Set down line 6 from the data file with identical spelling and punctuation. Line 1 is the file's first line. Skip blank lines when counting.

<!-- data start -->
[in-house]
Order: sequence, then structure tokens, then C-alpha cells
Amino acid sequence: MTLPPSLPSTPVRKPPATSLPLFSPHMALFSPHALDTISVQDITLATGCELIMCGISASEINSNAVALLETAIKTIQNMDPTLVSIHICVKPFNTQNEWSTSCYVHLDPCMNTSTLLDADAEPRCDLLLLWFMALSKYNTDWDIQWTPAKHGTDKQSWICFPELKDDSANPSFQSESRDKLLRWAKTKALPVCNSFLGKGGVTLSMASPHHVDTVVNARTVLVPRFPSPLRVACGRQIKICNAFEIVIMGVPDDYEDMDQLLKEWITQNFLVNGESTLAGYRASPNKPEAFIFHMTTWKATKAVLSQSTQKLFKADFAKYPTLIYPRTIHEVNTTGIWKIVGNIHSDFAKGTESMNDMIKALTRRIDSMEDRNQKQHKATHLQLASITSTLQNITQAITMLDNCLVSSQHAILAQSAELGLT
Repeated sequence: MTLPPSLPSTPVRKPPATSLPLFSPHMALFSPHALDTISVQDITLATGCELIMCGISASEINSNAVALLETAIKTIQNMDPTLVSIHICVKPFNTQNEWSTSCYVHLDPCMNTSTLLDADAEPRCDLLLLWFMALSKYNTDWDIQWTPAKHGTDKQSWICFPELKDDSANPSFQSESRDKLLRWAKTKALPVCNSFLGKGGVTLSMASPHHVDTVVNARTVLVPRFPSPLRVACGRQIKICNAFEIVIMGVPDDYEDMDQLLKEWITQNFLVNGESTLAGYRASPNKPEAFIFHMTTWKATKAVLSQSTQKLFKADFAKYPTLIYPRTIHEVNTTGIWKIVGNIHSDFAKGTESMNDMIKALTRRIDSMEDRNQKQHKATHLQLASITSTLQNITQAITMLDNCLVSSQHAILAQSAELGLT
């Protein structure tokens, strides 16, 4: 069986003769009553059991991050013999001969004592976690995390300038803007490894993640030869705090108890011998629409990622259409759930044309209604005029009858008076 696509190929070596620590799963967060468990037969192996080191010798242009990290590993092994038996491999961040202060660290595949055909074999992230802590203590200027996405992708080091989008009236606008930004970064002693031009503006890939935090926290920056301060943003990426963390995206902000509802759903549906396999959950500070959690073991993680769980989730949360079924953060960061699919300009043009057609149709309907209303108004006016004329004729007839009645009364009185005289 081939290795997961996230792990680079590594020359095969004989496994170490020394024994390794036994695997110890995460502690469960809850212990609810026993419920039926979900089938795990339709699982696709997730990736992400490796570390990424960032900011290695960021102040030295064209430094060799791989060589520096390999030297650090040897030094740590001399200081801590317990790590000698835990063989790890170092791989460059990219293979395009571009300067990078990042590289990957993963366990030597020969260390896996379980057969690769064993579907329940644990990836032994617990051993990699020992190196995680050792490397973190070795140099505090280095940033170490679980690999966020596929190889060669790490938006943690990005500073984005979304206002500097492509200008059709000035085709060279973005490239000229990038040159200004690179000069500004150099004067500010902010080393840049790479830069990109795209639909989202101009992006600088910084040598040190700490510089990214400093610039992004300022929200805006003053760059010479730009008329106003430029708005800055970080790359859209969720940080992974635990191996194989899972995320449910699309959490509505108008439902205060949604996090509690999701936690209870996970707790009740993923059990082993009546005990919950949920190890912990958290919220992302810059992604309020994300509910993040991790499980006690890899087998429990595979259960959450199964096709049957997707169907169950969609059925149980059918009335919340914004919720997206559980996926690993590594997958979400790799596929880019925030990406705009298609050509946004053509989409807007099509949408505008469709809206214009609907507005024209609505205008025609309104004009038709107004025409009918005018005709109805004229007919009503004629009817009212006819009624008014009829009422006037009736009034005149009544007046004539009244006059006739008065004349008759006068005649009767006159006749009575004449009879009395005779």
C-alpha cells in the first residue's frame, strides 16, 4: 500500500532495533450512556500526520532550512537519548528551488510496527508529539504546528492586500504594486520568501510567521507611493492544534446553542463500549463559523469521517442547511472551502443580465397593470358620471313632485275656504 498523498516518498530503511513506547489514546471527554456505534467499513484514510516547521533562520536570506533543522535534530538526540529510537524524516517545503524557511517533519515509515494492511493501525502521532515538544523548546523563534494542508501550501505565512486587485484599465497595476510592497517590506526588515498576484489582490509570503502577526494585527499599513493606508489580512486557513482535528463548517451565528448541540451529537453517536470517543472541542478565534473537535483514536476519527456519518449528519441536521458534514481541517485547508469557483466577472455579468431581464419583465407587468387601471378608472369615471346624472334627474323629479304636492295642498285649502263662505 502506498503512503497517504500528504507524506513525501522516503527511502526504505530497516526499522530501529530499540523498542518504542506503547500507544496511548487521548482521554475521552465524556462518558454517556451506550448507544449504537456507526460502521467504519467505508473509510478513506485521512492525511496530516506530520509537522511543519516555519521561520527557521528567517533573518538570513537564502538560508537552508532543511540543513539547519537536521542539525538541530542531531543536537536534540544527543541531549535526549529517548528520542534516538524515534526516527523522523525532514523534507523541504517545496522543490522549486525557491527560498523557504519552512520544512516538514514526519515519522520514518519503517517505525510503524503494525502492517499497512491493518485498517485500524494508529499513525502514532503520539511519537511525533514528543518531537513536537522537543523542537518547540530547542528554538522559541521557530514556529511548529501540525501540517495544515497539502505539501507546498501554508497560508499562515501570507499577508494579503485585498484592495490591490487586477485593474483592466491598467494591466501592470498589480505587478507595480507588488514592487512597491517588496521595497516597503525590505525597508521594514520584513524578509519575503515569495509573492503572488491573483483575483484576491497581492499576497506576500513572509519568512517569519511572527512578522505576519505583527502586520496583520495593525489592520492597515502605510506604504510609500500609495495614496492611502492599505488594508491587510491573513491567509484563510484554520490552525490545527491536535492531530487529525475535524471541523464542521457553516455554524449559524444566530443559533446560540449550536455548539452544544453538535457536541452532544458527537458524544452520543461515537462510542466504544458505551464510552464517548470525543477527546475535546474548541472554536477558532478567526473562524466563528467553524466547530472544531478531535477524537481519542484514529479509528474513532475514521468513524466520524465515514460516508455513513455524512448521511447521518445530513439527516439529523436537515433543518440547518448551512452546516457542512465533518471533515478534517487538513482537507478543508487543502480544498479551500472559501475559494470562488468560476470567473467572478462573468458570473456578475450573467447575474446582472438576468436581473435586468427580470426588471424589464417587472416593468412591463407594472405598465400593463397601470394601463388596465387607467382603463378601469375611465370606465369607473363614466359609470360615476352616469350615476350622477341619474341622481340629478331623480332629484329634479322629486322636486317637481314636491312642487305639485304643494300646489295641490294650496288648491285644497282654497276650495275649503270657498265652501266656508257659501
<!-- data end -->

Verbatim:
C-alpha cells in the first residue's frame, strides 16, 4: 500500500532495533450512556500526520532550512537519548528551488510496527508529539504546528492586500504594486520568501510567521507611493492544534446553542463500549463559523469521517442547511472551502443580465397593470358620471313632485275656504 498523498516518498530503511513506547489514546471527554456505534467499513484514510516547521533562520536570506533543522535534530538526540529510537524524516517545503524557511517533519515509515494492511493501525502521532515538544523548546523563534494542508501550501505565512486587485484599465497595476510592497517590506526588515498576484489582490509570503502577526494585527499599513493606508489580512486557513482535528463548517451565528448541540451529537453517536470517543472541542478565534473537535483514536476519527456519518449528519441536521458534514481541517485547508469557483466577472455579468431581464419583465407587468387601471378608472369615471346624472334627474323629479304636492295642498285649502263662505 502506498503512503497517504500528504507524506513525501522516503527511502526504505530497516526499522530501529530499540523498542518504542506503547500507544496511548487521548482521554475521552465524556462518558454517556451506550448507544449504537456507526460502521467504519467505508473509510478513506485521512492525511496530516506530520509537522511543519516555519521561520527557521528567517533573518538570513537564502538560508537552508532543511540543513539547519537536521542539525538541530542531531543536537536534540544527543541531549535526549529517548528520542534516538524515534526516527523522523525532514523534507523541504517545496522543490522549486525557491527560498523557504519552512520544512516538514514526519515519522520514518519503517517505525510503524503494525502492517499497512491493518485498517485500524494508529499513525502514532503520539511519537511525533514528543518531537513536537522537543523542537518547540530547542528554538522559541521557530514556529511548529501540525501540517495544515497539502505539501507546498501554508497560508499562515501570507499577508494579503485585498484592495490591490487586477485593474483592466491598467494591466501592470498589480505587478507595480507588488514592487512597491517588496521595497516597503525590505525597508521594514520584513524578509519575503515569495509573492503572488491573483483575483484576491497581492499576497506576500513572509519568512517569519511572527512578522505576519505583527502586520496583520495593525489592520492597515502605510506604504510609500500609495495614496492611502492599505488594508491587510491573513491567509484563510484554520490552525490545527491536535492531530487529525475535524471541523464542521457553516455554524449559524444566530443559533446560540449550536455548539452544544453538535457536541452532544458527537458524544452520543461515537462510542466504544458505551464510552464517548470525543477527546475535546474548541472554536477558532478567526473562524466563528467553524466547530472544531478531535477524537481519542484514529479509528474513532475514521468513524466520524465515514460516508455513513455524512448521511447521518445530513439527516439529523436537515433543518440547518448551512452546516457542512465533518471533515478534517487538513482537507478543508487543502480544498479551500472559501475559494470562488468560476470567473467572478462573468458570473456578475450573467447575474446582472438576468436581473435586468427580470426588471424589464417587472416593468412591463407594472405598465400593463397601470394601463388596465387607467382603463378601469375611465370606465369607473363614466359609470360615476352616469350615476350622477341619474341622481340629478331623480332629484329634479322629486322636486317637481314636491312642487305639485304643494300646489295641490294650496288648491285644497282654497276650495275649503270657498265652501266656508257659501